The government will miss the first deadline for its £1.2bn programme to upgrade criminal justice IT systems.
In its Justice for All White Paper published in July last year, the government said that all criminal justice system professionals would be able securely to email each other by the end of 2003.
But the secure email system, which will be one of the foundations of a modernised criminal justice system, will not be fully rolled out to criminal justice professionals until April 2004.
A spokeswoman for Criminal Justice Information Technology (CJIT), which is introducing the changes, said: "The implementation of Secure eMail began in June 2003 and is on track to be completed by April 2004."
The technical infrastructure is in place, so criminal justice professionals who are not public sector employees, such as those working for law firms and victim support groups, are able to access secure email through a web portal.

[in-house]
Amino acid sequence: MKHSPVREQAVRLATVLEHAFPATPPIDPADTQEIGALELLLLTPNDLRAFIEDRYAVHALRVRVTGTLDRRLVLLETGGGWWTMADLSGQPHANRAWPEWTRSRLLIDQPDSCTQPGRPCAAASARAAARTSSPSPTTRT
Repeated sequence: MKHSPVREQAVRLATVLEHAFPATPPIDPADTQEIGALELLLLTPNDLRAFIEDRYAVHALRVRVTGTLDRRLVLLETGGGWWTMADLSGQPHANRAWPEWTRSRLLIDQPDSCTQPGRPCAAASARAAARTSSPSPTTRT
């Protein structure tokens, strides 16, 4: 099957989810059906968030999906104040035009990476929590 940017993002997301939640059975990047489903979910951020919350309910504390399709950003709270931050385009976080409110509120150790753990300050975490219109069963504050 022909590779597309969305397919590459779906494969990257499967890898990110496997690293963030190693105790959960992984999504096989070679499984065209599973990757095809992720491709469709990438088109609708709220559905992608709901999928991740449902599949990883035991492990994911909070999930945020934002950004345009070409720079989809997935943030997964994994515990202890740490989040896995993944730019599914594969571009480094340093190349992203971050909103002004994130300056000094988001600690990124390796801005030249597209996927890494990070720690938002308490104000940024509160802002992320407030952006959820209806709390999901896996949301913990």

By using the system they can send and receive documents that are classified as 'restricted'.
But it is designed to replace existing workflows and many users are yet to receive training or complete the security process to enable them to use the system.
This portal launched in September, and registrations have been "considerable", the CJIT spokeswoman said. "The capacity is there. This meets the deadline," she added.
There is a high security process in place for readying systems for access to the secure email service.
CJIT's 'Secure Email Connection and Revocation Policy' says that, once an individual has registered, their identity needs to be verified and their IT systems checked.
This is to ensure that they can deal with the 128-bit encryption, and do not present a weak point of entry for hackers.
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